The Night Watch by Sarah Waters

The Night Watch by Sarah Waters

Riverhead Books, New York, 2011

From my TBR pile.  This novel was long-listed for the 2006 Orange Prize.

A novel of World War 11 written so that it takes the reader back in time from 1947 to 1941.   Waters gives us the stories of five characters living through that war in London.  The characters connect and intertwine with each other in many ways, some of which are unknown to each of them.

The four women and one man struggle with personal choices, family pressure and society.  Three of the women are entangled in a love-affair, one is helped through a life-changing event by sheer accident and the young man, imprisoned for a crime the reader can only guess at, is connected by blood and history to the others.

Sarah Waters’ writing brings the thoughts and emotions of her characters to life.   Dialogue tells the stories, descriptive language creates the atmosphere.  Sometimes not muchseems to be happening but inner dialogue builds up personal histories, some  filled with happiness, some with regret and a  sense of longing.  Longing for the past, for different choices and always there is the war.

     He lost his footing, then righted himself and went on without speaking.  Partridge was coughing because of the dust.  Mickey was rubbing grit from her eyes.  The chaos was extraordinary.  Every time Kay put down her feet, things cracked beneath them, or wrapped themselves around her ankles: broken window-glass mixed up with broken mirrors, crockery, chairs and tables, curtains, carpets,  feathers from a cushion or a bed, great splinters of wood. The wood surprised Kay, even now: in the days before the war she’d imagined houses were made more or less solidly, of stone – like the last Little Pig’s, in the fairy tale.  What amazed her, too, was the smallness of the piles of dirt and rubble to which even large buildings were reduced.  This house had three intact floors to it, and hour before;  the heaps of debris its front had were no more than six or seven feet high.  She supposed that houses, after all – like the lives that were lived in them – were mostly made of space.  It was the spaces, in fact, that counted, rather than the bricks.  From page 172.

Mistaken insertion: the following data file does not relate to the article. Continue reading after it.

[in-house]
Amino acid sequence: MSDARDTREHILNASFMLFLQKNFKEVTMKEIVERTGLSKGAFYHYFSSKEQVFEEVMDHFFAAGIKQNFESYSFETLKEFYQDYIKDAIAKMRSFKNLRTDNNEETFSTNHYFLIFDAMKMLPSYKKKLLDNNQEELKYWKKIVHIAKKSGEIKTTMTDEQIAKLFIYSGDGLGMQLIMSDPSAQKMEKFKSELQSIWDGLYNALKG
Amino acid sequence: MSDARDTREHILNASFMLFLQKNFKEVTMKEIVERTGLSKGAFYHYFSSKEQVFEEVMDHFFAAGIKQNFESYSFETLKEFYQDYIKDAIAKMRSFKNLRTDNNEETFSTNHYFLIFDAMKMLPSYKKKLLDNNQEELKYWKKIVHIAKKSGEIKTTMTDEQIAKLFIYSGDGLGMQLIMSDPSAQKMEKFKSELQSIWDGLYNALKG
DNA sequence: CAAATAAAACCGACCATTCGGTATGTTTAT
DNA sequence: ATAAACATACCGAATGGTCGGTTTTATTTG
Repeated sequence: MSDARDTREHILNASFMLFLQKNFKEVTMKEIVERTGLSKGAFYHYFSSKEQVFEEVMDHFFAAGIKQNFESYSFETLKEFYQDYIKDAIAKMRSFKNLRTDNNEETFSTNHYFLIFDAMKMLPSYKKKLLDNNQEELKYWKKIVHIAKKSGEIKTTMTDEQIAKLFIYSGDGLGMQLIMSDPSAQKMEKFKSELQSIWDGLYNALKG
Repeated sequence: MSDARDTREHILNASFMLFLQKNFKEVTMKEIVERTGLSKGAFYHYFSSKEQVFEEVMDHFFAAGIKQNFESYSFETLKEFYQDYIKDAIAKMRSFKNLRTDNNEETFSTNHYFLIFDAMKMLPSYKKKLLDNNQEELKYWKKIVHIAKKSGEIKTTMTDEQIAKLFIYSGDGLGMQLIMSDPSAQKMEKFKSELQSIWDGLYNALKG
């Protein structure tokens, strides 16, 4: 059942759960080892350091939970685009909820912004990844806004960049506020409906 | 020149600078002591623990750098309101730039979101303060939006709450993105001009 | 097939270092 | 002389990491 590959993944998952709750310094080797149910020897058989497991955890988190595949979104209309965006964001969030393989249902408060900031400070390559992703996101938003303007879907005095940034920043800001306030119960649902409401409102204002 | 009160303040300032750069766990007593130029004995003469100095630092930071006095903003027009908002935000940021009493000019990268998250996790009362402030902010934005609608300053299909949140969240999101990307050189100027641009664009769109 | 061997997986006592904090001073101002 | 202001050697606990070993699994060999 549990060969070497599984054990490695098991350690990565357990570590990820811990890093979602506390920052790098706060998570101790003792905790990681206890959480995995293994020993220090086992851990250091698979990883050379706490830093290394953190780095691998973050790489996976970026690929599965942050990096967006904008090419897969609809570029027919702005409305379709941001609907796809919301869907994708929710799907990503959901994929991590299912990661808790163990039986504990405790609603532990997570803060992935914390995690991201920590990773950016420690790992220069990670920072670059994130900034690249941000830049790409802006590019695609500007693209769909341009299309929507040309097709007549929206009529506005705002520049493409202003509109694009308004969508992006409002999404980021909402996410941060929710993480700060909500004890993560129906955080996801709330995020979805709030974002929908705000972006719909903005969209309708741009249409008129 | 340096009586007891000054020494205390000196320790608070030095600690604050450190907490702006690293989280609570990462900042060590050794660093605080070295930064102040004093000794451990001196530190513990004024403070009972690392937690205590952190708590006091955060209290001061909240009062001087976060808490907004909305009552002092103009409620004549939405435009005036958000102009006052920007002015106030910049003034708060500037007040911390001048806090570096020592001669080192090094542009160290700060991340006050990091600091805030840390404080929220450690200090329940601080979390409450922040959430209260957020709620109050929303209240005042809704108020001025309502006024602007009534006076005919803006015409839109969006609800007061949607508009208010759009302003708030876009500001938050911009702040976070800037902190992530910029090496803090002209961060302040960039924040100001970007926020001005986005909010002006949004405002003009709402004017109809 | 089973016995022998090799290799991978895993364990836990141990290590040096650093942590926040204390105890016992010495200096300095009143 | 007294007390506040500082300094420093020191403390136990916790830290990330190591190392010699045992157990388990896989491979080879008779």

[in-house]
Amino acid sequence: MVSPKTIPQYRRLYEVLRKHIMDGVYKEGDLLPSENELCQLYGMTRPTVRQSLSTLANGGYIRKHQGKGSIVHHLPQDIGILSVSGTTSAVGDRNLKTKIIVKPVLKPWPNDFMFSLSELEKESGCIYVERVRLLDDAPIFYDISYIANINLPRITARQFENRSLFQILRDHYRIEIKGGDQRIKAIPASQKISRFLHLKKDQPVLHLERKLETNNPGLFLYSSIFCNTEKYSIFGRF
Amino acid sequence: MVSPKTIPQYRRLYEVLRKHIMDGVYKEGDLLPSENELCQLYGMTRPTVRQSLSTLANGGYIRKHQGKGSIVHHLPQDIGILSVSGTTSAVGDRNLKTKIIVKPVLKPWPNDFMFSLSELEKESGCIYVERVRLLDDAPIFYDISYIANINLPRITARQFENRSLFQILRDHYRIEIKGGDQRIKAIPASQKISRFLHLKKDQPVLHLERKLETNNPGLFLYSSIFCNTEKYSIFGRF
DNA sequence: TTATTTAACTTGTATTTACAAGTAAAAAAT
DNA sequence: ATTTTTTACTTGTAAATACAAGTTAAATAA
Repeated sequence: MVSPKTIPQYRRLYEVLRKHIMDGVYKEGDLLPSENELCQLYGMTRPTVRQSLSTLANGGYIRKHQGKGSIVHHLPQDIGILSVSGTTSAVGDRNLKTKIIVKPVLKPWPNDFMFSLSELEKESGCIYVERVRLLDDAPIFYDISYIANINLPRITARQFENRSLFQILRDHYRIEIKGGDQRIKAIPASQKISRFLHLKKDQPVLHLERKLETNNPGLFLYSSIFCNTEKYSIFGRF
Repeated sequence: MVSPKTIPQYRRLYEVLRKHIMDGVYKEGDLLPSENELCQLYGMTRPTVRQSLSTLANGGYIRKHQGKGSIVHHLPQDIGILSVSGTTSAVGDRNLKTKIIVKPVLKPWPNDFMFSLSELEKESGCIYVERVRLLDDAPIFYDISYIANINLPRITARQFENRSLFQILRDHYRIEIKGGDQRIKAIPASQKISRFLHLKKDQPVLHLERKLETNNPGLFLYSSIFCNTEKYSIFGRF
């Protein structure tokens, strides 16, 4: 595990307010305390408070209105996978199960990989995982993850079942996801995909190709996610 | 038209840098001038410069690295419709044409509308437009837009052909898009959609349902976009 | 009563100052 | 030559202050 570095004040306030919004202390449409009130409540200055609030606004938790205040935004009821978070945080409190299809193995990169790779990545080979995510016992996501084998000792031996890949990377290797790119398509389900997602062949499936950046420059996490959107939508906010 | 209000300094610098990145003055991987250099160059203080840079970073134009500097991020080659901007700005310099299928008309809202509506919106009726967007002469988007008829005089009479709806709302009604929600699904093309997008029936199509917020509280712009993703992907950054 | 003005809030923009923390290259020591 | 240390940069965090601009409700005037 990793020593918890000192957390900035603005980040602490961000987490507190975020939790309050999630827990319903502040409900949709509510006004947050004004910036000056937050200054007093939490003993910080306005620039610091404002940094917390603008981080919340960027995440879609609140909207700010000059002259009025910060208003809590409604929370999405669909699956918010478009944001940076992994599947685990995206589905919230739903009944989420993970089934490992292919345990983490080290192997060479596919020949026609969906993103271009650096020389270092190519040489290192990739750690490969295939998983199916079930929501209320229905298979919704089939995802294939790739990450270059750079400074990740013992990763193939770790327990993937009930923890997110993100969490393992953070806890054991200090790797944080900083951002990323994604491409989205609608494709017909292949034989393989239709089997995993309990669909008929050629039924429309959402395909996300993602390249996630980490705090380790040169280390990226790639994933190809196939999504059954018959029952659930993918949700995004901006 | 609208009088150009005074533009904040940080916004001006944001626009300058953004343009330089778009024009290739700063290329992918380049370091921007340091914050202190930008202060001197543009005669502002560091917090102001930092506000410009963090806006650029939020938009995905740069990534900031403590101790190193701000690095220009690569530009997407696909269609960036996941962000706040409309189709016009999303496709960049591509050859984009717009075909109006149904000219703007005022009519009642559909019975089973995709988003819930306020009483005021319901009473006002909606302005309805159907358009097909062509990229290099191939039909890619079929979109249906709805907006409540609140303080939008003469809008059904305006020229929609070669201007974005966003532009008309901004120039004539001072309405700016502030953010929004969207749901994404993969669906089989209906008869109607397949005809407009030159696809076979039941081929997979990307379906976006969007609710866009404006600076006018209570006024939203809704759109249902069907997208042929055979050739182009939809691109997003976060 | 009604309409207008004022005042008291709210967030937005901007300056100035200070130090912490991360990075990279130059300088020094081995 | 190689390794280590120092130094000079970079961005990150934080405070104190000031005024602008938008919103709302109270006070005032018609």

These characters live in a time when their choices, how they live their lives, who they love, put them in danger.  Waters’ sensitivity and attention to detail brings the fullness of their  lives to the reader without being overly dramatic.  This is a brave and beautiful book.

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16 Comments

Filed under Historical Fiction, OrangePrize, Review

16 responses to “The Night Watch by Sarah Waters

  1. I loved this book too – a wonderful piece of historical fiction.

    • I liked The Night Watch better than The Little Stranger but think Fingersmith is my favorite. Have you read it?

      • I’ve read all three – I loved them all – it is hard to say which was my favorite although I really loved The Little Stranger even though some readers were lukewarm on it.

  2. It’s been awhile since I’ve read this book, but I did like it. Much more than The Little Stranger. :-D Like she does in all of her books, Waters does a great job of bringing an era to life.

  3. This was my first book by Sarah Waters and I really enjoyed it!

  4. ted

    Your review was a nice reminder of how much I enjoyed reading this Sarah Waters book. I’m looking forward to trying something else out by her, but I had trouble getting into the ghost story… the name escapes me.

  5. I’ve only read Fingersmith by her so far but plan on reading more. This sounds like a good place to go next.

  6. Oh, I’m glad you liked this one! I’ve got it in my shelf to read. Some day.

  7. This is my next favorite of Waters’s books, after Fingersmith. It’s been way too long since I read it — I just had it mailed to me in New York so I’m excited to reread.

  8. Ti

    The only Water’s book I’ve read thus far is The Little Stranger. I like her style enough there to read this one, just haven’t gotten to it yet.

  9. I always say Fingersmith is my favourite Waters, but this is really a VERY close second. Such an amazing book.

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